Monday, June 30, 2014
Once, a few years ago, a photo caught my eye.It was on a blank white wall; the frame was brown wood.A simple picture of a thin, high window that was in a chapel on the isle of Iona off the coast of Scotland.That photo took me on a journey Iona and a Mass said by a priest next to that very window.The view from it was of deep green grass, a brown and white cow and a small herd of sheep.The priest was from America and we had a nice chat afterwards.The chapel was named St.Michael's and I seem to run into him whenever I travel.
I have written before of my deep love of windows.How we moved into this open floor plan house with many, and added three more.Perhaps it is genetic, because I know from history that my Irish ancestors had to pay extra to the English for each window they possessed; an unbelievable "window tax."Meh.Being poor farmers, I am sure they denied themselves this "luxury" of windows.
So, being a bit obsessed, I took some extra time in St.Martin's Church in Bladon, England this June, looking for inspiration.Winston Churchill, the hero of WW 11 Britain, is buried in the church yard and I left the church to take a picture of his grave.It was overcast and rather grim outside but as I left , I noticed a small uniquely designed window on the outside wall.I just had to see what the stained glass contained, which required going in and then up on the altar of this Anglican Church.The bus was waiting but I was determined and there it was.One of the most beautiful windows I had ever seen.I could have sat under it all day and been held by it's peace.
I told this story to a dear friend, of being led to this beautiful, holy, out of the way art, and she got chills.Mystical light through blue glass will do that.And angels.
Sunday, June 29, 2014
Something happened at Mass the other day that will be difficult to describe adequately.We are usually early, so I knelt down with my litany of requests and then something changed.It wasn't a voice or a touch, but somehow my attention was gently turned in different direction. Suddenly , as if the sun had come out, I began to see other things clearly.Things in front of me. I was there, really there.I saw a man a few pews ahead smiling and getting ready to sing.He is almost bald and has a huge scar on the side of his head.I recently found out that he , many years ago, had a brain aneurysm and was not expected to live through the night.And then when he did, his family was told he would be a vegetable. I smile thinking of him ahead in that pew.
To his right is the Delta employee from Puerto Rico who, yearly, takes groups from our church to Honduras to help the people in our sister parish.His efforts have enabled running water to come to the town for the first time ever.Across the aisle is the young couple my daughter's age who struggled to have a family and almost gave up after having just one son when a brother, aged 4 and sister, aged three, needed parents.I looked at the five of them and wonder where those beautiful dark haired children would be now without their adoptive parents.Behind them is a friend of mine who suffered widowhood for many years.She and another widow in her sixties from the church have become great buddies, travel together and help each other with doctor appointments etc.To my right is the older man whose wife died several years ago.After she passed, he came right to church and we cried and hugged through the Mass.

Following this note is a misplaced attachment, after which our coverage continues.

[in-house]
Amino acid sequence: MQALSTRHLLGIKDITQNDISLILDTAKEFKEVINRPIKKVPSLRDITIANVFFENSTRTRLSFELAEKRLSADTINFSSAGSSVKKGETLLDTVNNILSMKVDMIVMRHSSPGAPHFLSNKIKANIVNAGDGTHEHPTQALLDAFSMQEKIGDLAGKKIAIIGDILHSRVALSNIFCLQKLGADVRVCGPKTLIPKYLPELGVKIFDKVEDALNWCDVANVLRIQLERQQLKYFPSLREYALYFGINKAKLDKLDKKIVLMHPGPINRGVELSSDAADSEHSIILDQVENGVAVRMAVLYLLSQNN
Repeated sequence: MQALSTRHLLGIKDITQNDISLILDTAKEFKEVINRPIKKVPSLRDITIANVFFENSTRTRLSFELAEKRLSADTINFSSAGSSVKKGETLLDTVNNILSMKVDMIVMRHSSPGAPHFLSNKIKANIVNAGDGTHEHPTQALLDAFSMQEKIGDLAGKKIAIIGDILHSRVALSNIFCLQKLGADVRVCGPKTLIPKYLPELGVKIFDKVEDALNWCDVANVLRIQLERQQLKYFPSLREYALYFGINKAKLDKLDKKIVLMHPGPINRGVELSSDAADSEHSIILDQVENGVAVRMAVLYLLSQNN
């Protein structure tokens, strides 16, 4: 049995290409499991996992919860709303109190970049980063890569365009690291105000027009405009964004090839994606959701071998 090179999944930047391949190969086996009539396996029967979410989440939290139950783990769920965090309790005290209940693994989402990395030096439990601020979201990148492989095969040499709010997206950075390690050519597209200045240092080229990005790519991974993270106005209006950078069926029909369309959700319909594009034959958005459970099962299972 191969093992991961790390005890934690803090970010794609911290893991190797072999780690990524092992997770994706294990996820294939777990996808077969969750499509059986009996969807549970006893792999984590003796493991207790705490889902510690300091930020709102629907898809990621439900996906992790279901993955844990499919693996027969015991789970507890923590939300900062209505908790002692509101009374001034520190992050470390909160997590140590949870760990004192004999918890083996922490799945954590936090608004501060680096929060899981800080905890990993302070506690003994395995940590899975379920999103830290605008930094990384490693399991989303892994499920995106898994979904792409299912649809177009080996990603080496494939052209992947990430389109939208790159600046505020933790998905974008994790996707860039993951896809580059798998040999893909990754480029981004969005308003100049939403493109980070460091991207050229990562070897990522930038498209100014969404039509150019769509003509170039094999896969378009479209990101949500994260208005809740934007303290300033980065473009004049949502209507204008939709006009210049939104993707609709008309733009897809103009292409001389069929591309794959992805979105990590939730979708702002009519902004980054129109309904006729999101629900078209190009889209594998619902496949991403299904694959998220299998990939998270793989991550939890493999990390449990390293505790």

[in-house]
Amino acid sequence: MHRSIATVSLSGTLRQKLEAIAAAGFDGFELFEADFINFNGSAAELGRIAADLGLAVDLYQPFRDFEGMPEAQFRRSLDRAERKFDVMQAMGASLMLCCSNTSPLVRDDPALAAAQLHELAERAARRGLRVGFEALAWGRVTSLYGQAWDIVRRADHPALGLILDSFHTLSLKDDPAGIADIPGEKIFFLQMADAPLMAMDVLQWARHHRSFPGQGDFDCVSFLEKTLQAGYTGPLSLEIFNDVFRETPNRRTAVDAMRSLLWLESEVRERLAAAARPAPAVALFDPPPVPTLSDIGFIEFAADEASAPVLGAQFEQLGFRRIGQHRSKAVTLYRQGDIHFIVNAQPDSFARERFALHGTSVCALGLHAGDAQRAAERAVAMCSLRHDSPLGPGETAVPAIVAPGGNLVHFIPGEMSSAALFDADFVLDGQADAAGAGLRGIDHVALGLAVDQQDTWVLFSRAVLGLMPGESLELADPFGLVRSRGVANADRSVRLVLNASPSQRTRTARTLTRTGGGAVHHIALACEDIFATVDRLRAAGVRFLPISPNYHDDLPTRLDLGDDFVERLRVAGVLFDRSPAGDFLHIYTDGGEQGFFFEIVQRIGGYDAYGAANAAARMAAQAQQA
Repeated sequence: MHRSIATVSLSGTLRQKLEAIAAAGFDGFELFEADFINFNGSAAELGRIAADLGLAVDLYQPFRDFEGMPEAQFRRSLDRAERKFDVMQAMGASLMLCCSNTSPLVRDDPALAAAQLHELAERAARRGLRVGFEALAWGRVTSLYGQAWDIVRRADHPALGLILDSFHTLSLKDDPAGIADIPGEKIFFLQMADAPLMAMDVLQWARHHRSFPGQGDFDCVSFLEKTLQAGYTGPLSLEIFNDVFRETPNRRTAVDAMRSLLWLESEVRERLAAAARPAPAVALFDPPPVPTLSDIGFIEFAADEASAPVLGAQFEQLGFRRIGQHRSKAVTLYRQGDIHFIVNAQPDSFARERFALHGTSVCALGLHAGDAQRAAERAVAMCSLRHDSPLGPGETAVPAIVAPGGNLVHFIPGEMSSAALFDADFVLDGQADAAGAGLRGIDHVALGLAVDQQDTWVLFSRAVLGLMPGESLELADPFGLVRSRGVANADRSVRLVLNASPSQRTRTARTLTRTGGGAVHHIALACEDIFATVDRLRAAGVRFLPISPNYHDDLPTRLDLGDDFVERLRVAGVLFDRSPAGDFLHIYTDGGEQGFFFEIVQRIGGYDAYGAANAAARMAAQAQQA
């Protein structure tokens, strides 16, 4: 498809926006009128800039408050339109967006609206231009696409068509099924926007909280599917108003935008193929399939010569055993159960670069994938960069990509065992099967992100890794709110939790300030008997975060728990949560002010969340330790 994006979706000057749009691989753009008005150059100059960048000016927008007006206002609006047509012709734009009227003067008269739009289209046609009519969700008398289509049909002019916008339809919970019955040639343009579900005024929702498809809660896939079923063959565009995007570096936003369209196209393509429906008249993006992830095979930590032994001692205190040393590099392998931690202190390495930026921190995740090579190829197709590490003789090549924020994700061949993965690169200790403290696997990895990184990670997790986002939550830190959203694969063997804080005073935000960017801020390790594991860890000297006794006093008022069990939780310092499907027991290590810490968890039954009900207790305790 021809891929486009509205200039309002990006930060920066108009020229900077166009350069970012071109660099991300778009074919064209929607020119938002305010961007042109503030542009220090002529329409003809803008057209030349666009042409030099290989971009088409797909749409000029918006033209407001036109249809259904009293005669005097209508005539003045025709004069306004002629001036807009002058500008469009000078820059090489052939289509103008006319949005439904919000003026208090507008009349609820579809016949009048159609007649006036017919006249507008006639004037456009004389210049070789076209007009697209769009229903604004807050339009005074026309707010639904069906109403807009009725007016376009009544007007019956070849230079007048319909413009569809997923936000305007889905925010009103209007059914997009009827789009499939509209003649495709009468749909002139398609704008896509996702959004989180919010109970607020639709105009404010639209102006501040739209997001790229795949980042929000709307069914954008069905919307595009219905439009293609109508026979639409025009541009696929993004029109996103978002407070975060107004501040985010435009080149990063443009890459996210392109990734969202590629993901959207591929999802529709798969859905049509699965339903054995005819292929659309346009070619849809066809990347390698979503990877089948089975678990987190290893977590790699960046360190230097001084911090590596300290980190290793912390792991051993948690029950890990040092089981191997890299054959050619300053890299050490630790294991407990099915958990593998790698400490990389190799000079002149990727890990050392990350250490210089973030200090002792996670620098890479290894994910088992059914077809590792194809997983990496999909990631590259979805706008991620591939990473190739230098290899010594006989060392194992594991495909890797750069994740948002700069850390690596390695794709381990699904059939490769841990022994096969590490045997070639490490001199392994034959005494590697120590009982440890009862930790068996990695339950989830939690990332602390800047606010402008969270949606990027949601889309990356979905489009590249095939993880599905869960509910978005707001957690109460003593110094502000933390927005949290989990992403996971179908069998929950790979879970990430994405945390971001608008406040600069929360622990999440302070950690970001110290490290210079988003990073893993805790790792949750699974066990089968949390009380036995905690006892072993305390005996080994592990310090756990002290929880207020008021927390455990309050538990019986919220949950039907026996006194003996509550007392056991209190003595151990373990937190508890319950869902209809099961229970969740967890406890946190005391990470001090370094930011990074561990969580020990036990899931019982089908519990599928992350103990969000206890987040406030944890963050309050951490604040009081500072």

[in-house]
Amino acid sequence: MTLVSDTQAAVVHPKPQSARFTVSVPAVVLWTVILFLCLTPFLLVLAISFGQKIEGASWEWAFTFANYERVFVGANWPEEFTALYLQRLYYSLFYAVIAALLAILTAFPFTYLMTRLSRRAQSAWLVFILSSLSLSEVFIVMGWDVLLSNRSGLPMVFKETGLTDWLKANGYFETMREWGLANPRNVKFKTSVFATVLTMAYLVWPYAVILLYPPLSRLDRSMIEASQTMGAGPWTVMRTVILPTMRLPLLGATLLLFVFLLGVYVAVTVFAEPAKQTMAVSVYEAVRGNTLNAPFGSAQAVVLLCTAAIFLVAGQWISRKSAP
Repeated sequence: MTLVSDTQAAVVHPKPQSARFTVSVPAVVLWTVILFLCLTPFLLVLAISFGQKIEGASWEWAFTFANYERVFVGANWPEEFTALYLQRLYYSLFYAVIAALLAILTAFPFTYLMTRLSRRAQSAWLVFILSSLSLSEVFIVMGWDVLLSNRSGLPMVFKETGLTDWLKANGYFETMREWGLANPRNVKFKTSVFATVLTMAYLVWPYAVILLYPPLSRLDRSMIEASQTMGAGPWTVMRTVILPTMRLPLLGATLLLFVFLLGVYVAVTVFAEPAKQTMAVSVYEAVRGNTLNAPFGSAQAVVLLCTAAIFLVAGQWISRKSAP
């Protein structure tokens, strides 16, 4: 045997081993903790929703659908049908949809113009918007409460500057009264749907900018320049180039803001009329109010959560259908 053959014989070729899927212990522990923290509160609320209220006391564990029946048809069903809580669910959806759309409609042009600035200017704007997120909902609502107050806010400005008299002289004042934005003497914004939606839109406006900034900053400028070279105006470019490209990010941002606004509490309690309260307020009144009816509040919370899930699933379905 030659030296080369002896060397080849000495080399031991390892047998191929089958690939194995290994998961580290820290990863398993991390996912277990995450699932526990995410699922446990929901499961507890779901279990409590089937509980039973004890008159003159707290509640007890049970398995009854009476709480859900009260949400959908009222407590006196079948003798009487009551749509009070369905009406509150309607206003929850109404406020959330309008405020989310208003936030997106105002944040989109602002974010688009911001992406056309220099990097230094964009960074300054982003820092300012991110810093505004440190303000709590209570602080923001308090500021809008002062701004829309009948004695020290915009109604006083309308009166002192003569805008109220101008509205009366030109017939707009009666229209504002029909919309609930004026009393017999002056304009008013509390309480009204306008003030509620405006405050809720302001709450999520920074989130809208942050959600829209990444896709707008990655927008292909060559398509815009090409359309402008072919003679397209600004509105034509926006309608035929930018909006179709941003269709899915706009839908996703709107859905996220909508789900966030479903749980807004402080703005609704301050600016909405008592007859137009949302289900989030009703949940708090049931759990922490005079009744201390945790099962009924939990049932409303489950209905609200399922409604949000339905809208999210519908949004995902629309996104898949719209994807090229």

The Body of Christ.
Today's hymn spoke to me and I would like to share it.This is my belief:
"I am with you,I am with you, I am with you.We are One."
Friday, June 27, 2014
If there was one stop on my British journey that if dropped would not have caused me pain, it was the Beatles Museum in Liverpool. I loved their music in the 60s and found great joy in singing along with those British lads.But, a museum?
I seemed to recall Liverpool as a drab place from the Beatles time but it wasn't.Maybe the museum would be O.K.As I drifted around inside, I was shocked to see how young the Fab Four were or have my eyes aged so.What bright faces ! As I read their stories, I hadn't known that they had tumultuous childhoods: dying young moms and disappearing fathers. That the genius behind the group, Brian Epstein, had died at 32.I had forgotten that they broke up after only eight years and went on to other things.
Their music filled the place and I was 20 again and young.There was Eleanor Rigby's grave."Ah, look at all the lonely people".And a sign for "Strawberry Fields, Forever",which strangely touched me. But something awaited and I moved on.
Each Beatle has their own alcove with photos, music and memorabilia.The last was George Harrison's and as I entered, his music filled the small space.There was a narrow bench with white pillows that invited one to sit and gladly I did.As I looked around, enjoying rare solitude, I saw what was on the floor.A beautiful green marble space with a pink lotus. I have written before how that stunning, mystical flower speaks to me.Of overcoming and blossoming despite the grimy mud that tries to suck you down.When you achieve something, the mud will say: "Don't get a big head, now."Or ,"That's great, but you forgot to bring in the garbage pail; so lazy."Here, in Liverpool, I was reminded of the beauty in that flower and my soul, and your soul, in all it's potential.
Under the lotus is this quote from George: "I am a gardener,basically".In its humilty,it reminded me of Frost: "One could do worse than be a swinger of birches."